Previous | Session 200 | Next | Author Index | Block Schedule
P. A. LaViolette (The Starburst Foundation)
The novel physics methodology of subquantum kinetics predicted in 1980 that photons should blueshift their frequency at a rate whose magnitude depends on the value of the ambient gravitational potential. The rate of blueshifting for photons traveling between Earth and Jupiter was estimated to average approximately 1.3 ± 0.65 X 10-18 s-1, or 1.1 ± 0.6 X 10-18 s-1 for signals traveling a roundtrip distance of 65 AU through the outer solar system. A proposal was made in 1980 to test this blueshifting effect by transponding a maser signal over a 10 AU round-trip distance between two spacecraft. This blueshift prediction has more recently been corroborated by observations of maser signals transponded to the Pioneer 10 spacecraft. These measurements indicate a frequency shifting of approximately 2.28 ± 0.4 X 10-18 s-1 which lies within 2 sigma of the subquantum kinetics prediction and which cannot be accounted for in terms of known forces acting on the craft. The energy created through photon blueshifting phenomenon constitutes a previously unrecognized source of energy that has profound implications for planetary and stellar astrophysics. It is able to explain why planets, brown dwarfs, and red dwarf stars share a common mass-luminosity relation.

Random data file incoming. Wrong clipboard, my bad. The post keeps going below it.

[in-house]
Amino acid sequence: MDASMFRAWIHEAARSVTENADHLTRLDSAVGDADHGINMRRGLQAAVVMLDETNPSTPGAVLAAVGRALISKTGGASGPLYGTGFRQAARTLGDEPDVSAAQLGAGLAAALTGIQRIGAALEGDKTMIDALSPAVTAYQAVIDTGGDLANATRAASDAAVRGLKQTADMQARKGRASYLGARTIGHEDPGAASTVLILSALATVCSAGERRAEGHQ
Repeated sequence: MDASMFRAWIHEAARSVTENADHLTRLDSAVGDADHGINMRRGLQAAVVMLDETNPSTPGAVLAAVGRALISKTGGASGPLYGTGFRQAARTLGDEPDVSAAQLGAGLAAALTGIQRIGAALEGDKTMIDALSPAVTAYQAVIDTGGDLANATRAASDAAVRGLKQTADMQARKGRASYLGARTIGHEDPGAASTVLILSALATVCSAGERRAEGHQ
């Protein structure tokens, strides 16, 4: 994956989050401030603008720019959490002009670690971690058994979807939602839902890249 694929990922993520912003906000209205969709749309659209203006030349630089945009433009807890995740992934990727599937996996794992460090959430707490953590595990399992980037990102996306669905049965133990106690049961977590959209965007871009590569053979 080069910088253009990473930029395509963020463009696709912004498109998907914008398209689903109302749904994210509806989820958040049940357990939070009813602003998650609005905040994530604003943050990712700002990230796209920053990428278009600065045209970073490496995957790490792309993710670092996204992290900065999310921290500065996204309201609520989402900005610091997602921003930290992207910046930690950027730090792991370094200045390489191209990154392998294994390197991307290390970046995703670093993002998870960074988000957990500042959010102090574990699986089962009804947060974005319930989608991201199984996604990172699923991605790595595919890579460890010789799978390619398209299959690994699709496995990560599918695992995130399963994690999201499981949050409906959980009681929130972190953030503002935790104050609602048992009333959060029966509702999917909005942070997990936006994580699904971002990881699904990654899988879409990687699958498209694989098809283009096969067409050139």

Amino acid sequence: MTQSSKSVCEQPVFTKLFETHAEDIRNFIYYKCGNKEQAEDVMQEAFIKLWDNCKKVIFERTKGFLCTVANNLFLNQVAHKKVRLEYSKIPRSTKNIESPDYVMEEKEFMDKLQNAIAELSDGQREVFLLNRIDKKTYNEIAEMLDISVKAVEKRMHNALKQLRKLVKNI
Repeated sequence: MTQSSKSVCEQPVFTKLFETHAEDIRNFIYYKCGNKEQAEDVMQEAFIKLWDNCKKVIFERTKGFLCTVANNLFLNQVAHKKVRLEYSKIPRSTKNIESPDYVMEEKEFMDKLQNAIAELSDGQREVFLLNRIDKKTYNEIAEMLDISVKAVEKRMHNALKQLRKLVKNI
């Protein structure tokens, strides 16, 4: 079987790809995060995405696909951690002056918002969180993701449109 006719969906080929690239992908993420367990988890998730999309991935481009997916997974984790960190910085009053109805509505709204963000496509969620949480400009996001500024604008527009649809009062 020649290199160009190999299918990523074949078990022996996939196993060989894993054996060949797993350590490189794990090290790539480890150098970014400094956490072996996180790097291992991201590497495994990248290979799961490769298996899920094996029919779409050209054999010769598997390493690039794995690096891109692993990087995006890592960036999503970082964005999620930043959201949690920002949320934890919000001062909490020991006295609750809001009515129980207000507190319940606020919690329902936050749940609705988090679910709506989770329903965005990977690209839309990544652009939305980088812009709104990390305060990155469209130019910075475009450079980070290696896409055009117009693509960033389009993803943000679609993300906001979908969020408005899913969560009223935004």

It is predicted that this photon blueshifting effect could be observed by the Laser Interferometer Space Antenna if certain modifications are made to its design. At 1 AU from the Sun, the laser beam is predicted to blueshift at the rate of 1.27 ± 0.7 X 10-18 s-1, causing one fringe cycle movement every 52 seconds. This nonDoppler frequency shift effect may be separated from Doppler shifts arising from relative movement of the interferometer elbows by modulating the laser beam with regularly spaced AM pulses or polarization shift markers.
If you would like more information about this abstract, please follow the link to http://home.earthlink.net/~gravitics/Downloads/pioneer.html. This link was provided by the author. When you follow it, you will leave the Web site for this meeting; to return, you should use the Back comand on your browser.
The author(s) of this abstract have provided an email address for comments about the abstract: firstname.lastname@example.org
Previous | Session 200 | Next
Bulletin of the American Astronomical Society, 37 #4
© 2005. The American Astronomical Soceity.